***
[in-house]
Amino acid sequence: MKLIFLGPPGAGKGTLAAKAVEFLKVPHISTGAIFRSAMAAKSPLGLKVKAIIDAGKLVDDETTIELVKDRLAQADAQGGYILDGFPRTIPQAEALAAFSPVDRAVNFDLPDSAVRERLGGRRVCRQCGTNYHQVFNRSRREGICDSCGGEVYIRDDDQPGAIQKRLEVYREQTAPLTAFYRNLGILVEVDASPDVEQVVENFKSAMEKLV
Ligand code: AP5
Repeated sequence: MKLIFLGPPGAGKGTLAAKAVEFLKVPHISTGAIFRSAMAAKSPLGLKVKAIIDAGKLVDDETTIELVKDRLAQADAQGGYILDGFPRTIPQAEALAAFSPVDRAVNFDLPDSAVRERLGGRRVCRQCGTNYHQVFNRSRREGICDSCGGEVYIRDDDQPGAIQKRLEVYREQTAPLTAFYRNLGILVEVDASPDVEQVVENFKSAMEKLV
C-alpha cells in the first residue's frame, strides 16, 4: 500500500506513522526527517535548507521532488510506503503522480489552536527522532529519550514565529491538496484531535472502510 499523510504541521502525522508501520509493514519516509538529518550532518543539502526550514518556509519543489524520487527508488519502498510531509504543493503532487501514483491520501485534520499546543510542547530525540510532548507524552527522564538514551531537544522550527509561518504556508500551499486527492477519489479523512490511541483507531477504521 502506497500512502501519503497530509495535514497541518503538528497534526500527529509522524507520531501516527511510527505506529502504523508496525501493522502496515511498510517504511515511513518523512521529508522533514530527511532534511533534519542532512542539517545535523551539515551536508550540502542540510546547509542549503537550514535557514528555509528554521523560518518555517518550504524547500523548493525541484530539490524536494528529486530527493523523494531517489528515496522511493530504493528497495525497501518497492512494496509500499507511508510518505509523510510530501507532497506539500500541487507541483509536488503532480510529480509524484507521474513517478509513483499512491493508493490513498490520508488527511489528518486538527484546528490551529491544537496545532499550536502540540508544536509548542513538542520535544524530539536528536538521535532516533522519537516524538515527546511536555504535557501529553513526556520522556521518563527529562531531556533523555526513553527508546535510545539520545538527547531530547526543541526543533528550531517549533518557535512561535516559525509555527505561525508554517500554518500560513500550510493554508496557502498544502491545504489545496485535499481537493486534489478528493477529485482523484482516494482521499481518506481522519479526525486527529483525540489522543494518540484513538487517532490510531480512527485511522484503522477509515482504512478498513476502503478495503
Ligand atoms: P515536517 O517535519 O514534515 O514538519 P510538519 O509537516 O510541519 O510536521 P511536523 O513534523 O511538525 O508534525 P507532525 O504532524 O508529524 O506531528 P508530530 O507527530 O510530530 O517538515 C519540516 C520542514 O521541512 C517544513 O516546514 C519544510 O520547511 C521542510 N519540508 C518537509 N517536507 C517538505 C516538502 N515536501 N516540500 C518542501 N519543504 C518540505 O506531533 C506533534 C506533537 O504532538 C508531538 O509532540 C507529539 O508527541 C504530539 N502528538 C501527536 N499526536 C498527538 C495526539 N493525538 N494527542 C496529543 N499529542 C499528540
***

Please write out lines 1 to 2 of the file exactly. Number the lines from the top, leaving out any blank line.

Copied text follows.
[in-house]
Amino acid sequence: MKLIFLGPPGAGKGTLAAKAVEFLKVPHISTGAIFRSAMAAKSPLGLKVKAIIDAGKLVDDETTIELVKDRLAQADAQGGYILDGFPRTIPQAEALAAFSPVDRAVNFDLPDSAVRERLGGRRVCRQCGTNYHQVFNRSRREGICDSCGGEVYIRDDDQPGAIQKRLEVYREQTAPLTAFYRNLGILVEVDASPDVEQVVENFKSAMEKLV